When used in a local area networking environment, computer 130 is connected to the LAN 196 through a network interface or adapter 186. When used in a wide area networking environment, computer 130 typically includes a modem 178 or other means for establishing communications over the WAN 198, such as the Internet. The modem 178, which may be internal or external, is connected to system bus 136 via the user input interface 184, or other appropriate mechanism. In a networked environment, program modules depicted relative to computer 130, or portions thereof, may be stored in a remote memory storage device (not shown). By way of example, and not limitation,
Generally, the data processors of computer 130 are programmed by means of instructions stored at different times in the various computer-readable storage media of the computer. Programs and operating systems are typically distributed, for example, on floppy disks or CD-ROMs. From there, they are installed or loaded into the secondary memory of a computer. At execution, they are loaded at least partially into the computer's primary electronic memory. Aspects of the invention described herein includes these and other various types of computer-readable storage media when such media contain instructions or programs for implementing the steps described below in conjunction with a microprocessor or other data processor. Further, aspects of the invention include the computer itself when programmed according to the methods and techniques described herein.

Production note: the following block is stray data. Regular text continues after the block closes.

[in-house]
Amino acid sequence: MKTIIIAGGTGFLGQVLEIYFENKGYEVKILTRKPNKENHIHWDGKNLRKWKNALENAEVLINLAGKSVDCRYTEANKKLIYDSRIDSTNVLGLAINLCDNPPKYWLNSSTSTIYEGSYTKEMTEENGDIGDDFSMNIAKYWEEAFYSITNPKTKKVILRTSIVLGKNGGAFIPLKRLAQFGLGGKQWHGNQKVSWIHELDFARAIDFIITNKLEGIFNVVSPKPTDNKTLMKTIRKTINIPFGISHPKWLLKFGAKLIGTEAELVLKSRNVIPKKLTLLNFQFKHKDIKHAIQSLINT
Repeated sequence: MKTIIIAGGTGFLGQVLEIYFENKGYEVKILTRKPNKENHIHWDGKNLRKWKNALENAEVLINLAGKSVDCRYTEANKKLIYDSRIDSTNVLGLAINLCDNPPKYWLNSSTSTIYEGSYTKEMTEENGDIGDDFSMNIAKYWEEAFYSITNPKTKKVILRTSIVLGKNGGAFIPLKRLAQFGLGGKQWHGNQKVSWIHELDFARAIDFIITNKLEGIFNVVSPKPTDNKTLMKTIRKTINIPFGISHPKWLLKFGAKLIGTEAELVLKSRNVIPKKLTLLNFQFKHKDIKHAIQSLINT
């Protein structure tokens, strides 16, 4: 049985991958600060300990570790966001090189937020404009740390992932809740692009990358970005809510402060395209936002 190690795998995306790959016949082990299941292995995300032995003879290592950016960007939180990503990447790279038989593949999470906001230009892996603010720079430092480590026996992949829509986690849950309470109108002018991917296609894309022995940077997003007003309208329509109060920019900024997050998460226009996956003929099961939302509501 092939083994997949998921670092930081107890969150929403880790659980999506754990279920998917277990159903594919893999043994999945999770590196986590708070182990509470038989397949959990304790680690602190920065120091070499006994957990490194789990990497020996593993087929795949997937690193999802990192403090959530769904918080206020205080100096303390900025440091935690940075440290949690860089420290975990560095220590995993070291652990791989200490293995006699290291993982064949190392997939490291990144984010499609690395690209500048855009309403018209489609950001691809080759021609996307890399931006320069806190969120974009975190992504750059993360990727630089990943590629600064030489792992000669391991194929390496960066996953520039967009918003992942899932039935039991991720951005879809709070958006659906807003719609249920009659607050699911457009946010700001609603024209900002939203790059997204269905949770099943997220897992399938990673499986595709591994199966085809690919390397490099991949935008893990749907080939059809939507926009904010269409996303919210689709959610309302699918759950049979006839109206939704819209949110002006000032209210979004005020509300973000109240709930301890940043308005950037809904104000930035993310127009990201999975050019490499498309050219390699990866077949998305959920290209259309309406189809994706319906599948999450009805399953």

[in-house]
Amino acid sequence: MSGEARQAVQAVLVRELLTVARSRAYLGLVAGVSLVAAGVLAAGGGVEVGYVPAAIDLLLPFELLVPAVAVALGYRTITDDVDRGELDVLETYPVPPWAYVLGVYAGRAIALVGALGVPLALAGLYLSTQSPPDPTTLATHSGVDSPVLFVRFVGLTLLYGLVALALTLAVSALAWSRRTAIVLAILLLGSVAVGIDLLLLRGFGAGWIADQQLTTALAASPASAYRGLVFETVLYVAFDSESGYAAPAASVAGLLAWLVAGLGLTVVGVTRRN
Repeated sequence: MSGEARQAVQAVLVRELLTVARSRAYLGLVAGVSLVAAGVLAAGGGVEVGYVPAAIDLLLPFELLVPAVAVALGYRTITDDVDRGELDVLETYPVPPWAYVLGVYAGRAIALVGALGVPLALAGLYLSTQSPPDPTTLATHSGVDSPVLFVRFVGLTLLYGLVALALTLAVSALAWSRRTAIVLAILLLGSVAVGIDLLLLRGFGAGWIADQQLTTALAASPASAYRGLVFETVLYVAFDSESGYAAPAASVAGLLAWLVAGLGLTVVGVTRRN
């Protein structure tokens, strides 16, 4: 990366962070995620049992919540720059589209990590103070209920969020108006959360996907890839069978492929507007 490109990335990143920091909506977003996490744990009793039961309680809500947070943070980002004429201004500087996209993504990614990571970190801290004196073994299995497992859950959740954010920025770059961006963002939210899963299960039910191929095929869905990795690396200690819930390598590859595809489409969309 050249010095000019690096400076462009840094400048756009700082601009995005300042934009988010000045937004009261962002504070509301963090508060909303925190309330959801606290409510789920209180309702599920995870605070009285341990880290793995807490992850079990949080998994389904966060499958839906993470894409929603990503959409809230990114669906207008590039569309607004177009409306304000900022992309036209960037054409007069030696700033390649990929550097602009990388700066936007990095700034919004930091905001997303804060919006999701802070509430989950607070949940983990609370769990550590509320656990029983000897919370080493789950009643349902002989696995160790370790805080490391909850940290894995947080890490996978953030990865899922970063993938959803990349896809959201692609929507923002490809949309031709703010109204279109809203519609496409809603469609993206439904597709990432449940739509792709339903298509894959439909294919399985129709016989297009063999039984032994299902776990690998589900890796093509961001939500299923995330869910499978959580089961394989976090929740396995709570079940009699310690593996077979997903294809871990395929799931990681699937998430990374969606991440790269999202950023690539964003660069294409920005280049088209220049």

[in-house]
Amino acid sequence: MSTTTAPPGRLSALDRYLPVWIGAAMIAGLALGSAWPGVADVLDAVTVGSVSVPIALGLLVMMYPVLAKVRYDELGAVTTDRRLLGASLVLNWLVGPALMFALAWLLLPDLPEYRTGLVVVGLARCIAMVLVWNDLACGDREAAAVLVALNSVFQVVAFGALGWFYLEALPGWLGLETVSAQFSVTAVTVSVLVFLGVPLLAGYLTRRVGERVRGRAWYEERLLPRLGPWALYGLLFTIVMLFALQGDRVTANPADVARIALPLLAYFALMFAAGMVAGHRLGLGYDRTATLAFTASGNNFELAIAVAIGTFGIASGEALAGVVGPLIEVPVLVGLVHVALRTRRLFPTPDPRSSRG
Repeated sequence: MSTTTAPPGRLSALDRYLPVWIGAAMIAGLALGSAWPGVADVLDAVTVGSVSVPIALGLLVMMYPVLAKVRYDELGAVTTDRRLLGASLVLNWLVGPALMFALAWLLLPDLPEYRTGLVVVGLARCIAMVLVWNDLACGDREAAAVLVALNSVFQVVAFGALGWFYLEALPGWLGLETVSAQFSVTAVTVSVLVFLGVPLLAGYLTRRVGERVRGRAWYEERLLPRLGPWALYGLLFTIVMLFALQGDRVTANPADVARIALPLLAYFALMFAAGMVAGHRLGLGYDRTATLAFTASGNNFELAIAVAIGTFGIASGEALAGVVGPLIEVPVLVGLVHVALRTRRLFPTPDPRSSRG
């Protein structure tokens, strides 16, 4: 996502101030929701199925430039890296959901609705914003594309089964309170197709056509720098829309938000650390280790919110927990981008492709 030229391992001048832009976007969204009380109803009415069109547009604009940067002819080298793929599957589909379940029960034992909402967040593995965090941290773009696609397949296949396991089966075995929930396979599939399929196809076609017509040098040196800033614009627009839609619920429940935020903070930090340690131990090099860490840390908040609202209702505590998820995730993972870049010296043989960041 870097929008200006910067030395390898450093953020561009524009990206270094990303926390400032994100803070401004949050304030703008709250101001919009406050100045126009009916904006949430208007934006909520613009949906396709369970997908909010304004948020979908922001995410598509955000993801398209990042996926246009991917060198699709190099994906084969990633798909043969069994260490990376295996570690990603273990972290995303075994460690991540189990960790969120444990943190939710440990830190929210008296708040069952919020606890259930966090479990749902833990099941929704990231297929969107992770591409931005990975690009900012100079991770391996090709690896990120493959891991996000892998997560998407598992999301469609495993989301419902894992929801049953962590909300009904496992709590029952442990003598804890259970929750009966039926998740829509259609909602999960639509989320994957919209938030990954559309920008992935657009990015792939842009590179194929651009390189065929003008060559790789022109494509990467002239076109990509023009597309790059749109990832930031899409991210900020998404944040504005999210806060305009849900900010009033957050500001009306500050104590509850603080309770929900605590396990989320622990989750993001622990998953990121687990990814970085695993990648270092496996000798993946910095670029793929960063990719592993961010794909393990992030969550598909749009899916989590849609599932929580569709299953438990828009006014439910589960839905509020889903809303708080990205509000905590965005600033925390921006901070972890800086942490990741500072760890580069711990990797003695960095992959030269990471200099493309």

For purposes of illustration, programs and other executable program components, such as the operating system, are illustrated herein as discrete blocks. It is recognized, however, that such programs and components reside at various times in different storage components of the computer, and are executed by the data processor(s) of the computer.